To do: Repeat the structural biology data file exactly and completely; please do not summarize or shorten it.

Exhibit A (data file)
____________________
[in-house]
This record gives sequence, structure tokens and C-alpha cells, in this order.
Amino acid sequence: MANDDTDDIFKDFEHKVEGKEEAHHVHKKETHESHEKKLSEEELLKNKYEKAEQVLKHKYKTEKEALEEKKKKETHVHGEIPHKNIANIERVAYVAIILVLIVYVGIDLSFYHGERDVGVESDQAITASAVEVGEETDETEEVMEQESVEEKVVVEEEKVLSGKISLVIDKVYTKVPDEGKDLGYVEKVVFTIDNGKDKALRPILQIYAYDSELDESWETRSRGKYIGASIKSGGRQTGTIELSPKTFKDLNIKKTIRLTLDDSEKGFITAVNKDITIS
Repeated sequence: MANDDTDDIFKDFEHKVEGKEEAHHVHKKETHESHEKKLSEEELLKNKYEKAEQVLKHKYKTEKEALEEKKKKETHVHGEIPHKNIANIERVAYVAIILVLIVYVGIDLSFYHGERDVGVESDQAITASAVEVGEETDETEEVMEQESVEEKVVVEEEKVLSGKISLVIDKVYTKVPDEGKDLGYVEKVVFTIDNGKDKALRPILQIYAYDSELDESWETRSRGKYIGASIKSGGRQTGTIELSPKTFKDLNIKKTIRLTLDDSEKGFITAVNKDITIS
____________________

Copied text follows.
[in-house]
This record gives sequence, structure tokens and C-alpha cells, in this order.
Amino acid sequence: MANDDTDDIFKDFEHKVEGKEEAHHVHKKETHESHEKKLSEEELLKNKYEKAEQVLKHKYKTEKEALEEKKKKETHVHGEIPHKNIANIERVAYVAIILVLIVYVGIDLSFYHGERDVGVESDQAITASAVEVGEETDETEEVMEQESVEEKVVVEEEKVLSGKISLVIDKVYTKVPDEGKDLGYVEKVVFTIDNGKDKALRPILQIYAYDSELDESWETRSRGKYIGASIKSGGRQTGTIELSPKTFKDLNIKKTIRLTLDDSEKGFITAVNKDITIS
Repeated sequence: MANDDTDDIFKDFEHKVEGKEEAHHVHKKETHESHEKKLSEEELLKNKYEKAEQVLKHKYKTEKEALEEKKKKETHVHGEIPHKNIANIERVAYVAIILVLIVYVGIDLSFYHGERDVGVESDQAITASAVEVGEETDETEEVMEQESVEEKVVVEEEKVLSGKISLVIDKVYTKVPDEGKDLGYVEKVVFTIDNGKDKALRPILQIYAYDSELDESWETRSRGKYIGASIKSGGRQTGTIELSPKTFKDLNIKKTIRLTLDDSEKGFITAVNKDITIS